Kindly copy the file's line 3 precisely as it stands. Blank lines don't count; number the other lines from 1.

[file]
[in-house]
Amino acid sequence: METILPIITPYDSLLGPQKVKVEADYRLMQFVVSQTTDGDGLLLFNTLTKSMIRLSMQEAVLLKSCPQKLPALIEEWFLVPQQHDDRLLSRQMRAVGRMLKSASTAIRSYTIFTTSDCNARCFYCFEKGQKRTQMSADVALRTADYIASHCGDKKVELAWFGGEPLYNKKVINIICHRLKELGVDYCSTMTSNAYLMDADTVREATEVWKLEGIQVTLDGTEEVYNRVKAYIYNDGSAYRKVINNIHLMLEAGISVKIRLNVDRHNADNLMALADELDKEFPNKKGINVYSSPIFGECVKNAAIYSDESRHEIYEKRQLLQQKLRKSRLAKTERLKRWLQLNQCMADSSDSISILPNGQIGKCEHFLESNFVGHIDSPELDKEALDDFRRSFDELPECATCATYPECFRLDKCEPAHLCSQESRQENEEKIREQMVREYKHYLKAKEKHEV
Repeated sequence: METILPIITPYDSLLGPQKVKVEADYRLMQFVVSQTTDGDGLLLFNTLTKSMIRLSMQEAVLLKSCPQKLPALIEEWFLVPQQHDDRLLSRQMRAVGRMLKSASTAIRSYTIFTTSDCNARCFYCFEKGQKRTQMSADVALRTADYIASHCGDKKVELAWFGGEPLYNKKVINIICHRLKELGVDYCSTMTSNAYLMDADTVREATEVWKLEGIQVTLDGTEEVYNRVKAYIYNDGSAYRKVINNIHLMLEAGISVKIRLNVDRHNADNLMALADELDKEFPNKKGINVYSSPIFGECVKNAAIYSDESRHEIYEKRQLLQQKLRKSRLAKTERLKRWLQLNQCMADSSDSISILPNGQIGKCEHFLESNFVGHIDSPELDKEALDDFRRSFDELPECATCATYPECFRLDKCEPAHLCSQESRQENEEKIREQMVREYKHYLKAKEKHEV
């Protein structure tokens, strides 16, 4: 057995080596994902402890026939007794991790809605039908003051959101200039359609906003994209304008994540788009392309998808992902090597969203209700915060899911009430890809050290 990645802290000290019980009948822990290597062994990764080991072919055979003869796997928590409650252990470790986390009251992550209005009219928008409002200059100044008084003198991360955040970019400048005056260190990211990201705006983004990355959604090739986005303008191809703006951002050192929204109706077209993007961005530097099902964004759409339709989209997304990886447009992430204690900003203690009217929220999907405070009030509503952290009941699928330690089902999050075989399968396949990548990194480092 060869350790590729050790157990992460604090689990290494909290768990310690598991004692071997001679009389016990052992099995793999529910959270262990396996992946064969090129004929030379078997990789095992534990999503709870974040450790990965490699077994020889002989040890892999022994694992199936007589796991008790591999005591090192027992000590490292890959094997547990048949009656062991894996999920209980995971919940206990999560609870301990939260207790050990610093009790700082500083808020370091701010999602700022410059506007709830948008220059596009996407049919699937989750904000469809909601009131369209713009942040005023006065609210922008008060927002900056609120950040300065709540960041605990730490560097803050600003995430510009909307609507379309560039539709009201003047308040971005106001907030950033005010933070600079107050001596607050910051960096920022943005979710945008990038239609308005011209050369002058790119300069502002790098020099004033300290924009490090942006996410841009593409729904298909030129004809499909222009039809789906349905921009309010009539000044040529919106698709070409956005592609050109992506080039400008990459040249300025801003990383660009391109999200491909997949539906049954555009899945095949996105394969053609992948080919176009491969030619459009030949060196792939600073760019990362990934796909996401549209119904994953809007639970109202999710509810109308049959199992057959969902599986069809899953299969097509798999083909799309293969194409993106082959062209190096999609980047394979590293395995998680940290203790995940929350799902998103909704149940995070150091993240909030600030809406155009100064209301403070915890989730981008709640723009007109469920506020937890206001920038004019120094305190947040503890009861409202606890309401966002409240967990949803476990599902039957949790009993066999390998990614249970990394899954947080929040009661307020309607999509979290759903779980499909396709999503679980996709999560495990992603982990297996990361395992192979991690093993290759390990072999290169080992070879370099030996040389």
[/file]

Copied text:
Repeated sequence: METILPIITPYDSLLGPQKVKVEADYRLMQFVVSQTTDGDGLLLFNTLTKSMIRLSMQEAVLLKSCPQKLPALIEEWFLVPQQHDDRLLSRQMRAVGRMLKSASTAIRSYTIFTTSDCNARCFYCFEKGQKRTQMSADVALRTADYIASHCGDKKVELAWFGGEPLYNKKVINIICHRLKELGVDYCSTMTSNAYLMDADTVREATEVWKLEGIQVTLDGTEEVYNRVKAYIYNDGSAYRKVINNIHLMLEAGISVKIRLNVDRHNADNLMALADELDKEFPNKKGINVYSSPIFGECVKNAAIYSDESRHEIYEKRQLLQQKLRKSRLAKTERLKRWLQLNQCMADSSDSISILPNGQIGKCEHFLESNFVGHIDSPELDKEALDDFRRSFDELPECATCATYPECFRLDKCEPAHLCSQESRQENEEKIREQMVREYKHYLKAKEKHEV